Veronica Aniceti and Mauro Rizzetto (University of Sheffield)
The zooarchaeological analyses of a faunal assemblage from Castleford, a Roman military and civilian site in West Yorkshire, are presented and discussed. The fort was in use in the late 1st century AD; a small settlement developed next to the fort and survived into the 4th century.
The assemblage here analysed was recovered from the vicus. The prevalence of cattle and the dearth of pig remains are typical of Roman low-status military sites; similarities and differences between the vicus and the fort are explored in terms of differential access to food resources.
Traits of specialisation become more apparent in the 2nd century, when cattle were consistently exploited for ploughing. Highly standardised patterns of animal exploitation were affected by the needs and preferences of Roman settlers; this is observed elsewhere in Britain and led to widespread changes in the production and distribution of animal products.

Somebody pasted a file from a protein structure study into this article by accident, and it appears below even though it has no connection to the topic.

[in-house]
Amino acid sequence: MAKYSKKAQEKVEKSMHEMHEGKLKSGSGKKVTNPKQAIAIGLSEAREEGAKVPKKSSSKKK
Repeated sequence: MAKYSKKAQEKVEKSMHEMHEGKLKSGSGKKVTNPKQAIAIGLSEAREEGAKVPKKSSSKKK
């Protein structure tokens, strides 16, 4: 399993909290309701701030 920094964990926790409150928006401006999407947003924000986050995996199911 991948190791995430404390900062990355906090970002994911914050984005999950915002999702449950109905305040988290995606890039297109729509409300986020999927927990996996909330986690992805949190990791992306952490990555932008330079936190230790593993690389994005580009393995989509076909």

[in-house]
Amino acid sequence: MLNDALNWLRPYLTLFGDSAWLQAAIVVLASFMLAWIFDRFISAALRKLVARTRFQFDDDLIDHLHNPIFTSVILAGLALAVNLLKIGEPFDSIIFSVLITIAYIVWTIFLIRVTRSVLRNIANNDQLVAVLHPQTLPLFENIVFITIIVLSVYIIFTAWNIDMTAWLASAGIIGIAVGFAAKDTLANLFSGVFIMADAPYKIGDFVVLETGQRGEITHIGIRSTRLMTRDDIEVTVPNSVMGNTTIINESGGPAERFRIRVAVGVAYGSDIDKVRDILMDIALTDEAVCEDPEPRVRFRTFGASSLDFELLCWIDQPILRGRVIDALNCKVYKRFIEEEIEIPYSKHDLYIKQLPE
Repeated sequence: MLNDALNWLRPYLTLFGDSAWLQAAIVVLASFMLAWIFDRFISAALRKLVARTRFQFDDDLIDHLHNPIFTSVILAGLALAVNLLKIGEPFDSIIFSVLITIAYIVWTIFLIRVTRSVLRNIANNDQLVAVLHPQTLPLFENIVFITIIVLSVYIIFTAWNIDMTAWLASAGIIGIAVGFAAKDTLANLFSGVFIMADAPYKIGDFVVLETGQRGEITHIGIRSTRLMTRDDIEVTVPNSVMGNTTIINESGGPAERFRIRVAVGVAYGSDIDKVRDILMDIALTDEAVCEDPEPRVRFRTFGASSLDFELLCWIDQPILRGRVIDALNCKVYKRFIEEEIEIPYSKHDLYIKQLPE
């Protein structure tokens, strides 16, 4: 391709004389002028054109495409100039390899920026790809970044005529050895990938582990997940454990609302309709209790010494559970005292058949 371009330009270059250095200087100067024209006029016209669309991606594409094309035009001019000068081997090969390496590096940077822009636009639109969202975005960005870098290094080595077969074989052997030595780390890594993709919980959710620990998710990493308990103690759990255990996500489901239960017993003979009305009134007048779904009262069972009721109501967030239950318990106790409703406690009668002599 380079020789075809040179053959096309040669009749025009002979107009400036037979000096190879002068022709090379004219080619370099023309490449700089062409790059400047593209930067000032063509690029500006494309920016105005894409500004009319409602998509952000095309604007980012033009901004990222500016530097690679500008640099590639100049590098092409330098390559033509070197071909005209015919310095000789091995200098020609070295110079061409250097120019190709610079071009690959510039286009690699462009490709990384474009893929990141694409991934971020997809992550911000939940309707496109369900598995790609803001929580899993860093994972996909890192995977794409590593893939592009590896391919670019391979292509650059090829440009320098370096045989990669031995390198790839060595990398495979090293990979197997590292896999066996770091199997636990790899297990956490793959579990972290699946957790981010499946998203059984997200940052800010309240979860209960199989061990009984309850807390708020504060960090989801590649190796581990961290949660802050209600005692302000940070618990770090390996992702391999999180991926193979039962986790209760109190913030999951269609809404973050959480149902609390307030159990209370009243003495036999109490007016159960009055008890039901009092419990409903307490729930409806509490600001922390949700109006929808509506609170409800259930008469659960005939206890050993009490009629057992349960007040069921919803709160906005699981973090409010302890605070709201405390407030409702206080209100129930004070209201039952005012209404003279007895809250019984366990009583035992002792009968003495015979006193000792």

The late Roman phase witnesses a return to more generalised husbandry practices. A shift of dietary preferences from beef to mutton is attested by a major focus on sheep. This suggests that indigenous husbandry practices played a major role in this period.
The results are contextualised within the main trends of animal exploitation in Roman Britain.